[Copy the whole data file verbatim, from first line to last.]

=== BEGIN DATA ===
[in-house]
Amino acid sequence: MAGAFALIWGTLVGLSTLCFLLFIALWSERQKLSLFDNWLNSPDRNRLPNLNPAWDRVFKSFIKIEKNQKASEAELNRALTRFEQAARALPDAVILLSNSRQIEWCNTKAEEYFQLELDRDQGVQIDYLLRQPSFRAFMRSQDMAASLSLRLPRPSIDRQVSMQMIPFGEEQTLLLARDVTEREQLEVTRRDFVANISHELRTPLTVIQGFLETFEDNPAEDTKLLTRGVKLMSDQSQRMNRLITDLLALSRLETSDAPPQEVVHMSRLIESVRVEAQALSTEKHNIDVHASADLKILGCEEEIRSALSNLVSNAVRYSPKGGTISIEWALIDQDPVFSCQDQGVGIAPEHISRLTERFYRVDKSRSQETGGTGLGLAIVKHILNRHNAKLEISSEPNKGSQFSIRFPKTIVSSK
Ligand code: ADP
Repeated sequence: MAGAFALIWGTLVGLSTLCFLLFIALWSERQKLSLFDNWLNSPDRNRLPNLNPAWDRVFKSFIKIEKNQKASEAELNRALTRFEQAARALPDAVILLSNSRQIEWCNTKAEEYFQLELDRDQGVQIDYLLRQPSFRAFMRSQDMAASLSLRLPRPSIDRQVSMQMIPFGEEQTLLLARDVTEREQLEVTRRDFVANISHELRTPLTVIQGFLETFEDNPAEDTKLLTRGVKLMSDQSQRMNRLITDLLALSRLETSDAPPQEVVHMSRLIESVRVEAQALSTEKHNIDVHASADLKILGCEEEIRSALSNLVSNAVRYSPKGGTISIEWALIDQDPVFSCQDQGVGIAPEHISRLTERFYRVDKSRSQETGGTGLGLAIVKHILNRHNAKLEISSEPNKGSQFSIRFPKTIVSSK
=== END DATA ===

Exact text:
[in-house]
Amino acid sequence: MAGAFALIWGTLVGLSTLCFLLFIALWSERQKLSLFDNWLNSPDRNRLPNLNPAWDRVFKSFIKIEKNQKASEAELNRALTRFEQAARALPDAVILLSNSRQIEWCNTKAEEYFQLELDRDQGVQIDYLLRQPSFRAFMRSQDMAASLSLRLPRPSIDRQVSMQMIPFGEEQTLLLARDVTEREQLEVTRRDFVANISHELRTPLTVIQGFLETFEDNPAEDTKLLTRGVKLMSDQSQRMNRLITDLLALSRLETSDAPPQEVVHMSRLIESVRVEAQALSTEKHNIDVHASADLKILGCEEEIRSALSNLVSNAVRYSPKGGTISIEWALIDQDPVFSCQDQGVGIAPEHISRLTERFYRVDKSRSQETGGTGLGLAIVKHILNRHNAKLEISSEPNKGSQFSIRFPKTIVSSK
Ligand code: ADP
Repeated sequence: MAGAFALIWGTLVGLSTLCFLLFIALWSERQKLSLFDNWLNSPDRNRLPNLNPAWDRVFKSFIKIEKNQKASEAELNRALTRFEQAARALPDAVILLSNSRQIEWCNTKAEEYFQLELDRDQGVQIDYLLRQPSFRAFMRSQDMAASLSLRLPRPSIDRQVSMQMIPFGEEQTLLLARDVTEREQLEVTRRDFVANISHELRTPLTVIQGFLETFEDNPAEDTKLLTRGVKLMSDQSQRMNRLITDLLALSRLETSDAPPQEVVHMSRLIESVRVEAQALSTEKHNIDVHASADLKILGCEEEIRSALSNLVSNAVRYSPKGGTISIEWALIDQDPVFSCQDQGVGIAPEHISRLTERFYRVDKSRSQETGGTGLGLAIVKHILNRHNAKLEISSEPNKGSQFSIRFPKTIVSSK